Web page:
In MAX, open the material editor, use the eyedropper to select the avatar’s multi-sub material and then open the ID 1/UpperBody [0] sub-material – this is the upperbody submaterial.

Create Material – Add Diffuse Map

Click on ‘diffuse’ and browse for your newly created diffuse texture. Then hit the back button on the material editor to get back to the ID 1/UpperBody [0] main area.

Create Material – Add Opacity Map

Click on the button that says ‘none‘ next to the word ‘opacity‘ for this sub-material. In the dialog that appears, double click on the top option, ‘Bitmap‘, and browse for your newly opacity map. Now close the Material editor.

To learn more, go to the Opacity Map Tutorial.

Create Material – Export .xrf

Select nothing in the main MAX window, choose Export, scroll to the .xrf file format, name your material file, choose the material named ‘UpperBody [0]’ and click next/finish until there are no Cal3D windows visible.

Editor – Derive

We assume you have already read the intro to Create Mode.

The first step is to open Create Mode and Derive from one of the following products:

Female: product 167
Male: product 185

 

Editor – Override Body Parts

In the Config tab, choose which body part you want your mesh to replace.

To learn more about Body Part replacement, go to the Avatar Body Parts Introduction.

Remember: If you want to use multiple body parts (ie – if you want to override both the Top and the Pelvis), you must add .xmf files for each body part you want to override. There are two ways to add multiple body parts to a product: The first is to just click on the ID number in the Config tab. The second is to click the ‘Add’ button at the top of the Meshes tab and choose which ID you wish the new mesh to occupy.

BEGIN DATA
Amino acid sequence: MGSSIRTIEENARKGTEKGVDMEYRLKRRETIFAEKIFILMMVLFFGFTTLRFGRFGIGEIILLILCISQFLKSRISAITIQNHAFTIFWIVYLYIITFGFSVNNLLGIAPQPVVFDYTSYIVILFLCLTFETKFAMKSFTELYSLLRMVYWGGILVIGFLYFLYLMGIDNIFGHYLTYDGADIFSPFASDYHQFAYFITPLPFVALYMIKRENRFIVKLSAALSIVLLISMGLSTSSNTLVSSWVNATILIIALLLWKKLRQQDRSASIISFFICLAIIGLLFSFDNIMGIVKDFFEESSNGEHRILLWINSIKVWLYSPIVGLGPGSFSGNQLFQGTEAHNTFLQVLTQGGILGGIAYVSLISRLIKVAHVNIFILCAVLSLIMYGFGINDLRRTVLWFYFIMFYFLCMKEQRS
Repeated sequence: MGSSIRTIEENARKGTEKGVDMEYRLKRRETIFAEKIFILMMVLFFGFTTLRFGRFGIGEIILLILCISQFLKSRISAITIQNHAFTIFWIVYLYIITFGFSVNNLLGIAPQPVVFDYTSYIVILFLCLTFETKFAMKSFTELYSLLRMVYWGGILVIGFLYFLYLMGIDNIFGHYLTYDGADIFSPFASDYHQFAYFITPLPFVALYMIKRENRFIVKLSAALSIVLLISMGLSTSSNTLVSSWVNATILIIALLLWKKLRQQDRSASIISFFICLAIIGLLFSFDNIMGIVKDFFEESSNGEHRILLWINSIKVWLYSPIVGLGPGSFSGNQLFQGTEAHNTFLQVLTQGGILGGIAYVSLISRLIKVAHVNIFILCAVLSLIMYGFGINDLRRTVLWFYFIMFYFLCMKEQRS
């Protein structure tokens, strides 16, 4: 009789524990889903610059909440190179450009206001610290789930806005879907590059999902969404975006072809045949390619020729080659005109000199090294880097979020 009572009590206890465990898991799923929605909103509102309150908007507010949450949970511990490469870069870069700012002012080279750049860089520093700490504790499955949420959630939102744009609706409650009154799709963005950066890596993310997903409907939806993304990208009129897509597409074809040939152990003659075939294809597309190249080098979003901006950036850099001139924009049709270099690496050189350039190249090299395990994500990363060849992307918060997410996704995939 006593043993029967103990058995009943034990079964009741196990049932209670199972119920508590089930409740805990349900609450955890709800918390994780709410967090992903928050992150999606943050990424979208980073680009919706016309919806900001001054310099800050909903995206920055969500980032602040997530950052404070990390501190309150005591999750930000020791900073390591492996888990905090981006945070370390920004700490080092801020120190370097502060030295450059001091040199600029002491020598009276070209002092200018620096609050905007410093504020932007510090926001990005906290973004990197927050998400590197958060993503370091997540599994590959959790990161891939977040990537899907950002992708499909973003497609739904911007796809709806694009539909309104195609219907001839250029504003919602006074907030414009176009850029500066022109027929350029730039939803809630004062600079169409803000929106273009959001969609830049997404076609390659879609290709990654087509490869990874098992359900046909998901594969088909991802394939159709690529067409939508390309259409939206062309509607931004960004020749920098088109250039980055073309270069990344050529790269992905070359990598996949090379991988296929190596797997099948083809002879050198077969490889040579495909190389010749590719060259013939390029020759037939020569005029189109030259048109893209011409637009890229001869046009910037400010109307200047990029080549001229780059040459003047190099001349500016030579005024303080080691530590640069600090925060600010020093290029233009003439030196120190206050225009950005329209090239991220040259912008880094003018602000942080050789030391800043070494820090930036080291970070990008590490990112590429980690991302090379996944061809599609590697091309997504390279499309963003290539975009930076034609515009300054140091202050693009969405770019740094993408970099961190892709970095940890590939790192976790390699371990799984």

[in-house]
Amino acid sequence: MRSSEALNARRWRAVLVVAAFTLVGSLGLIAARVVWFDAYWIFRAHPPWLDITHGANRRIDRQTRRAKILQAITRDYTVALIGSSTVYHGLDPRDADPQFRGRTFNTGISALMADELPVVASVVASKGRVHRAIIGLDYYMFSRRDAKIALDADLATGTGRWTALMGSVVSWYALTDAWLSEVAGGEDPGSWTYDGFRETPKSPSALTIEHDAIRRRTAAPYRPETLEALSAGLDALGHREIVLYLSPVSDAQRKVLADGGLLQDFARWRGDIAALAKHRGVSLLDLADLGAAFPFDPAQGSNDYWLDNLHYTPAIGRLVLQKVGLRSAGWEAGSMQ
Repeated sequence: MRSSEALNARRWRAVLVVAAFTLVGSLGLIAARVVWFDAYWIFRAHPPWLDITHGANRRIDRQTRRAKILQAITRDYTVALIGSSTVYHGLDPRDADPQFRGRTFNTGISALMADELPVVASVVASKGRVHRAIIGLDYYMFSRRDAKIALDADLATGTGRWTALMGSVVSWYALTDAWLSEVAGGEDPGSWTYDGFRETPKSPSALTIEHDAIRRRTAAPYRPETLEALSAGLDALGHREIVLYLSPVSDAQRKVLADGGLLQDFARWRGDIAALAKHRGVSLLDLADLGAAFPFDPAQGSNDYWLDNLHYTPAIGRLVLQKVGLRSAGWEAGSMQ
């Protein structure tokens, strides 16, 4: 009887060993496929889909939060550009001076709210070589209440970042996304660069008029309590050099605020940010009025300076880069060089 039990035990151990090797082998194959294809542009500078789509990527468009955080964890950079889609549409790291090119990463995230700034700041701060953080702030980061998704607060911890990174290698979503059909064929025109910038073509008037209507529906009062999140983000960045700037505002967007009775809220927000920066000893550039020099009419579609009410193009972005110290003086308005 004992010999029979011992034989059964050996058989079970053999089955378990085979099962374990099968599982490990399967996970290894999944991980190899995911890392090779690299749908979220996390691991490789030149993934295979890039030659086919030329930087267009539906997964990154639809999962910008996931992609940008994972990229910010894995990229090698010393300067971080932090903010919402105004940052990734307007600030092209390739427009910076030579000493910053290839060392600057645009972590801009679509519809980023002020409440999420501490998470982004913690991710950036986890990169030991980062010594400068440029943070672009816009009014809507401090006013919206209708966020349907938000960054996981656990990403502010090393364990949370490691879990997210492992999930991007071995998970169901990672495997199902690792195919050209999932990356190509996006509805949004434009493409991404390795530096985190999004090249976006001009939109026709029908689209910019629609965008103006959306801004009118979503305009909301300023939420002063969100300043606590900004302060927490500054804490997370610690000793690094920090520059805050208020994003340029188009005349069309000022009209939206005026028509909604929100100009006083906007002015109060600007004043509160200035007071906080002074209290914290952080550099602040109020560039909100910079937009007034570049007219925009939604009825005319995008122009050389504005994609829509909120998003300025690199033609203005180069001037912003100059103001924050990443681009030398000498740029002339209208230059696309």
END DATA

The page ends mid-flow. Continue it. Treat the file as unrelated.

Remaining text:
Editor – 1. Add Mesh .xmf

In the Meshes tab, browse for your newly exported .xmf file. and hit the Apply Changes button. Your new mesh should appear with the existing material applied to it. If this is the case, move on to the next step. If this is not the case, then something went wrong in the export process. If so, you will need to check:

  1. The weighting in MAX (is the physique modifier turned on? Are the vertices weighted?)
  2. The skeleton .xsf file (did you use the Female04_Anime01_SkeletonMASTER.xsf file supplied in the ZIP files?)
  3. The exported asset’s file type (it should be .xmf – not .cmf or anything else)

Editor – 2. Add texture

Click the ‘Edit’ button and browse for your diffuse (aka “color”) texture.

Editor – 3. Add opacity map

Click the ‘Add’ button and browse for your new texture.

Editor – 4. Check ‘Skin Composite’

To get your composite skin to show up on top of the avatar skin, make sure to check the ‘skin composite’ check box found in the Material Parameters panel.

Editor – 5. Check ‘Skin Composite’

To get your composite skin to show up on top of the avatar skin, make sure to check the ‘skin composite’ check box found in the Material Parameters panel.

Editor – Save & Submit

Save this product and Upload it. Voila! You have created a skin tight composite mesh that can be derived from by thousands of Creators from around the world.

Updated on October 5, 2018